Truckers can do everything right and still end up detained under current working industry standards. When shipments are not properly prepped - even if the driver is there on time - the expensive phenomenon of "trucking detention" occurs.
Fast on the heels of the new ELD regulations that went into effect in late 2017 is some good news for long-haul truck drivers. The hotly-contested ELDs made an already difficult parking problem even more challenging for truck drivers who were nearing their limit on driving hours. While the lack of safe and accessible parking is an issue that's been brewing for a number of years, the ELD regulations gave drivers fewer options, with some even having to pay to reserve parking for their rigs in order to remain compliant with these new regulations.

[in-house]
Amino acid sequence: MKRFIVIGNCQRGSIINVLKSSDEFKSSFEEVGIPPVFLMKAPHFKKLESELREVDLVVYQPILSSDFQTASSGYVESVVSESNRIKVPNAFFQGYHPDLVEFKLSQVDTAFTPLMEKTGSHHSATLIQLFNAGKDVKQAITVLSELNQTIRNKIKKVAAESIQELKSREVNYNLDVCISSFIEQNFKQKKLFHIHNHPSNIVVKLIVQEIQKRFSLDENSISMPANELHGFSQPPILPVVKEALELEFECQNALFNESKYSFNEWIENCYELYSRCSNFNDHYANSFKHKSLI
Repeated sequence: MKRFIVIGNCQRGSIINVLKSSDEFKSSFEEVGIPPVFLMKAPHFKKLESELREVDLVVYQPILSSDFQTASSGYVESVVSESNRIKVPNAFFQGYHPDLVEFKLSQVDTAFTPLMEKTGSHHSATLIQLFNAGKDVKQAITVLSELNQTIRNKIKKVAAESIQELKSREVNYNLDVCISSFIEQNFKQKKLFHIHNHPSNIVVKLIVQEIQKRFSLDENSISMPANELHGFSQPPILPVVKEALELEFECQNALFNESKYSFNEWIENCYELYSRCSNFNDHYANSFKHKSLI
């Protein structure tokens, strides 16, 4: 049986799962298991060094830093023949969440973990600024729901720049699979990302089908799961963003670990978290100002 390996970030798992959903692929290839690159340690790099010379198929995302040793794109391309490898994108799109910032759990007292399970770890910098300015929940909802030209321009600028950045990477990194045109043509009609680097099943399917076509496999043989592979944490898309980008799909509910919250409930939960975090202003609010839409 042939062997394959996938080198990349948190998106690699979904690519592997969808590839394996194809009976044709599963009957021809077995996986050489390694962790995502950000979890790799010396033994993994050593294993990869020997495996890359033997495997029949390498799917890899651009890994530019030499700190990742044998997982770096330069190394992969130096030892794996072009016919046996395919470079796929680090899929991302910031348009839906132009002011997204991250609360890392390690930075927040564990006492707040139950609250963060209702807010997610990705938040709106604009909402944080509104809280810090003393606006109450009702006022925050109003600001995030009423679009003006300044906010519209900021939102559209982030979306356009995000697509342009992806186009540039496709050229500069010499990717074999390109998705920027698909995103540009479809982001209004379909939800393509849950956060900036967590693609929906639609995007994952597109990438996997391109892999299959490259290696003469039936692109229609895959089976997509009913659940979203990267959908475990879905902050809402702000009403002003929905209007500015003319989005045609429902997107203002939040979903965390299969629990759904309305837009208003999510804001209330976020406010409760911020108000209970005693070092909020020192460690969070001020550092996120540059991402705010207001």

Driver Shortage: Driver capacity is at its lowest since 2005, with a ratio of one truck being available for every 12 loads so far this year, according to DAT Solutions. (1) With the ELD mandate taking effect last month, drivers retiring and the struggle to recruit the younger generation, as well as government regulations such as hours-of-service, the American Trucking Associates reported that the industry will need nearly 900,000 additional drivers to satisfy demand. (2) This capacity crunch has caused many shippers to either delay shipments or pay more to get their freight moved.
The American Transportation Research Institute released its report “Critical Issues in the Trucking Industry” this week, which identified the top concerns and challenges along with strategies for each according to 1,557 motor carriers, drivers, and stakeholders in the U.S., Canada and Mexico. Results from the report were as follows:
Natural disasters, driver shortage, a growing economy, higher input costs, increasing pay for qualified drivers…all factors contributing to the highest spot quotes the industry has seen in over two years with van rates on the truckload spot quote market reaching a national average of $1.94 per mile and reefer rates increasing from $2.19 to $2.22 per mile week-over-week, according to DAT Trendlines.